And if not request to get off the aircraft and seek a refund as the carrier can not assure my safety in relation to this specific regulation, which as a concerned consumer no longer wish to take a risk on this basis.

    I cant argue the legal point post the fire and creater; I should have the right to require the service provider to assure/prove the risk isn’t real and if they cant let me off and be refunded my fare and re-imbursed for the incovenience.

  4. Well, I can tell everyone (that has a need to know) that an aerosol can of shaving cream WITHOUT its cap is verboten. With its cap? OK.

    If depression did occur, the worse case scenario is a damp, aromatic interior of the zip bag and a useless toothbrush. Not much of a risk. And I havent yet found a way of charging my trusty Macbook whilst airborne in cattle class on a 767.

  5. Ben, you are not seriously suggesting that this is more important than searching rigorously for those master terrorist tools, nail clippers?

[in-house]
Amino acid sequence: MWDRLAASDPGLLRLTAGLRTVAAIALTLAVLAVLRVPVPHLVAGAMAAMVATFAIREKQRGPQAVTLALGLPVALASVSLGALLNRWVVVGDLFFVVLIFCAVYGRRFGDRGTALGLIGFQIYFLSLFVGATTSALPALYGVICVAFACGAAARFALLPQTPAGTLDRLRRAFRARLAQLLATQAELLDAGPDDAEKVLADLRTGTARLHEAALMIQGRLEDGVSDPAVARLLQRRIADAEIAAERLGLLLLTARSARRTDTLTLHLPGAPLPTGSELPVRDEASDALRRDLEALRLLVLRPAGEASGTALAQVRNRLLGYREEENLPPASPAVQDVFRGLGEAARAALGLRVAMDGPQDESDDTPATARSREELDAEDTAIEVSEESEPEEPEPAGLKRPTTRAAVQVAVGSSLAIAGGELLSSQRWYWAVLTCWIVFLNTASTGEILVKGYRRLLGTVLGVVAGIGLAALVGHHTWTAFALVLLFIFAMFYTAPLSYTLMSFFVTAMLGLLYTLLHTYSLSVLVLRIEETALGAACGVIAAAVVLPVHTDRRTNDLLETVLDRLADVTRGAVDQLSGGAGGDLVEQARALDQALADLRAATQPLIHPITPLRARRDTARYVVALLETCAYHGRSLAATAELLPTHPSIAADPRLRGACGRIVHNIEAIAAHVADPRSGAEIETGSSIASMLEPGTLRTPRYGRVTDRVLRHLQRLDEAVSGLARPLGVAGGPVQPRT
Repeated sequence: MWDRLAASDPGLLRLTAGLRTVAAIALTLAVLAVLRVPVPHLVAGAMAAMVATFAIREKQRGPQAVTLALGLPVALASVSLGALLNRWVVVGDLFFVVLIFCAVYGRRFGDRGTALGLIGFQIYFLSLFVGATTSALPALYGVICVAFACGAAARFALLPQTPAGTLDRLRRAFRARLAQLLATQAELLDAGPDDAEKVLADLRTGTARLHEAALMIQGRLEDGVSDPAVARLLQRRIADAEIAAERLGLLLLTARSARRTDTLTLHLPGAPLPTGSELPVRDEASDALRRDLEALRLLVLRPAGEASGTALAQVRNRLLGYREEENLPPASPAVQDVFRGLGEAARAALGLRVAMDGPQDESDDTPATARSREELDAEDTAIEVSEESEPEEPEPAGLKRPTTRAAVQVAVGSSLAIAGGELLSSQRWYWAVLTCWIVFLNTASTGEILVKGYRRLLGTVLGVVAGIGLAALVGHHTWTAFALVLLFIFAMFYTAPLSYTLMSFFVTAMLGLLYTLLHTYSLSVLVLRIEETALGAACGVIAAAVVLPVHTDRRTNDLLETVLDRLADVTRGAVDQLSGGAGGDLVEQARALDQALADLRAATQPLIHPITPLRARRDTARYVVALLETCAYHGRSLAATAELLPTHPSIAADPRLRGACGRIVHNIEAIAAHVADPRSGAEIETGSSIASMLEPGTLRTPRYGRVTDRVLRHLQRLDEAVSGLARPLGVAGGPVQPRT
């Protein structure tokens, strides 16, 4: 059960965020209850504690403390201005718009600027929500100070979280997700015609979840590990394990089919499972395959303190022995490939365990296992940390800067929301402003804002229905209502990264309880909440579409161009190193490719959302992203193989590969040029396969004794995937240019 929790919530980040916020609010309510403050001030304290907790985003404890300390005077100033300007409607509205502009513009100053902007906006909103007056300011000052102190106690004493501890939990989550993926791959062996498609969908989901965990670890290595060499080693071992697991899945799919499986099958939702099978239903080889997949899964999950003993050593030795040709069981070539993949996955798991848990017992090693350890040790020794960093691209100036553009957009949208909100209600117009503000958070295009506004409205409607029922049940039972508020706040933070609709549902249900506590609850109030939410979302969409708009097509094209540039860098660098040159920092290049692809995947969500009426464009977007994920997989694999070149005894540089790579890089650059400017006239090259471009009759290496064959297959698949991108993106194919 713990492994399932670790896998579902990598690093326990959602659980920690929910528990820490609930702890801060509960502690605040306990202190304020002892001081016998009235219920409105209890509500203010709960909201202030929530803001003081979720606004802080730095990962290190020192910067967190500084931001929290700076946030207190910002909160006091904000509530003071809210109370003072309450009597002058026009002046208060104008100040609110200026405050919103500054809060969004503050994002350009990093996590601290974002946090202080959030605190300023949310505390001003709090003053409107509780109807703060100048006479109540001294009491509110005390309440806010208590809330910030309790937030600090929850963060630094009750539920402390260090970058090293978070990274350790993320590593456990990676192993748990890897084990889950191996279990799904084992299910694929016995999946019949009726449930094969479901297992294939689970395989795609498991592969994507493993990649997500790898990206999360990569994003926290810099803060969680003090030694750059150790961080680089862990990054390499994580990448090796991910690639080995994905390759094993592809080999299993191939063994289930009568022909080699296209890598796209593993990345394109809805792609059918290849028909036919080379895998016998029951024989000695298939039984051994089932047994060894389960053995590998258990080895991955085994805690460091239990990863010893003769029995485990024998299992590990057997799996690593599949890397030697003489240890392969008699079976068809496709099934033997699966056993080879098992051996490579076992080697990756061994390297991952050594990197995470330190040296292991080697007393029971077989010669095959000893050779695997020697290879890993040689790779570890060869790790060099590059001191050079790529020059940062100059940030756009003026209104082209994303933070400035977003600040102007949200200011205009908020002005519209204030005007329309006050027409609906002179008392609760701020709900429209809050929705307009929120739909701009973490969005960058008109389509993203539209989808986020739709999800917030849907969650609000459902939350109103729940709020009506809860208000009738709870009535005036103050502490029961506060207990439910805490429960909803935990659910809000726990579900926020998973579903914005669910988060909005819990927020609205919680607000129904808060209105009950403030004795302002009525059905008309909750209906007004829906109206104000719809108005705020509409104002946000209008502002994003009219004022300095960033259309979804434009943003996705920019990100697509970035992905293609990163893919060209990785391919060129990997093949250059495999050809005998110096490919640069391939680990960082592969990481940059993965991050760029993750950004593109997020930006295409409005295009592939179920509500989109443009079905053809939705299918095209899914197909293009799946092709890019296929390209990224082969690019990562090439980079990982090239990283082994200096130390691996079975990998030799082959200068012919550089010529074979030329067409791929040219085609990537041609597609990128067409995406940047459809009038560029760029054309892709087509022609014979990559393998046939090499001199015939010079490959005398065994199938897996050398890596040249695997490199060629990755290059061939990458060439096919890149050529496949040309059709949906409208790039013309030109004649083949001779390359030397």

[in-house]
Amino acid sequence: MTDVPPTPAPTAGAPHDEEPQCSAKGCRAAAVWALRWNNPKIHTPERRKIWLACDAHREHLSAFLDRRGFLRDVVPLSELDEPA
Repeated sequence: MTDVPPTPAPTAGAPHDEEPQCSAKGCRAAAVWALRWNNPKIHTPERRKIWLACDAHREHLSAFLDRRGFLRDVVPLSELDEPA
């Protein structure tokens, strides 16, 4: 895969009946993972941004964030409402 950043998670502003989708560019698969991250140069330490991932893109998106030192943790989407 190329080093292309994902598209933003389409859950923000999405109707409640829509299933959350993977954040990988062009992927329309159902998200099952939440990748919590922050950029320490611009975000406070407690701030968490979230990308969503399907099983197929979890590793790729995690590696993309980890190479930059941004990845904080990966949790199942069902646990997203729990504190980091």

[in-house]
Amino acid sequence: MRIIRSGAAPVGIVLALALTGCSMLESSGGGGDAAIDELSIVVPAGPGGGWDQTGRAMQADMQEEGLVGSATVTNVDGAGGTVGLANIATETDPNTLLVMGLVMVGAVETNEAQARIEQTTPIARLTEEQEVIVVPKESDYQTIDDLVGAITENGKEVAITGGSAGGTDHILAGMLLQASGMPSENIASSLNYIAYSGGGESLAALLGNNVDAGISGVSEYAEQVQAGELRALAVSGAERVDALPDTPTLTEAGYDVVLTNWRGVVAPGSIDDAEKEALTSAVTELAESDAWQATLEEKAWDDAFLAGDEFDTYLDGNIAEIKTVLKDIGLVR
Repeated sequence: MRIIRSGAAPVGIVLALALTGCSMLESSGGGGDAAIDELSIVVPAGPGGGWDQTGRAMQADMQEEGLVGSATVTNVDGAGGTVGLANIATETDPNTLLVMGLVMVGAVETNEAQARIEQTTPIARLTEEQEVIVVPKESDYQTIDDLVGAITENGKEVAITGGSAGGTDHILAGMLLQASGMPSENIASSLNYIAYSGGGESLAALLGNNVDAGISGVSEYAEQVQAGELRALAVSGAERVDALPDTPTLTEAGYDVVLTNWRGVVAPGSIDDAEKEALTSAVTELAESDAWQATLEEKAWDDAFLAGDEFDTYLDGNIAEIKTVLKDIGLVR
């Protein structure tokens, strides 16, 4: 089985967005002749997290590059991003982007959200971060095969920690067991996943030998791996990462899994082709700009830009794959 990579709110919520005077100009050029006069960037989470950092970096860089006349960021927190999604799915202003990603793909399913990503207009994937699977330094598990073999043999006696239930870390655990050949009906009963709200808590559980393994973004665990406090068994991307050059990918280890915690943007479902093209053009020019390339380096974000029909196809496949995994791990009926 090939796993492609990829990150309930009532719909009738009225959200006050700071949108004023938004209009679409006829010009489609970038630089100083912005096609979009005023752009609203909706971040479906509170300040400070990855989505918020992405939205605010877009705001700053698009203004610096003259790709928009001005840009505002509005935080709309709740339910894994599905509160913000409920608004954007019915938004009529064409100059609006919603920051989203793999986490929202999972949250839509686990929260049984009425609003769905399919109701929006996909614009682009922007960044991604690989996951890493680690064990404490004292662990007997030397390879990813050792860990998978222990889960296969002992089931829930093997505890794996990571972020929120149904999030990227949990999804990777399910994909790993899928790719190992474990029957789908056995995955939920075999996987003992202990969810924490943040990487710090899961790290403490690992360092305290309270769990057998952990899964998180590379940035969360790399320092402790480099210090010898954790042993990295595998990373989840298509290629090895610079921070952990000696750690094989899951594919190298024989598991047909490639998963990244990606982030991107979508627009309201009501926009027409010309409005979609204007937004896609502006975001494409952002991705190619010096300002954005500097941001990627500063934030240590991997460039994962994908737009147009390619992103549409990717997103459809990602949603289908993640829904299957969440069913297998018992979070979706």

Once I held up the line for about 15 minutes because the security checker was adamant I had something dangerous in my little toileteries bag because his wand detected it. Eventually he found a small nail clipper that had slipped into the bag lining–probably had been there for years but had avoided detection by maybe dozens of previous searches.

  6. Well as a photographer who flies a bit, actually I do know what my various batteries are rated at.

    Canon 1Ds MkIII Li-Ion battery (which will be bigger than 95% of most people’s camera batteries) = 25wh

    2011 MacBookAir = 35wh

    You have to be using some pretty serious gear to have 100wh plus batteries. I think even TV cameras use batteries under 160wh.

  7. Australia Post prohibits sending lithium ion batteries (including electronic devices that have them installed) overseas basically because ensuring adherence to these rules is too hard, though overseas postal services will happily send them to Australia.

    The guidelines FedEx and other cargo carriers have are that they must survive any drops or pressure that are put them as well.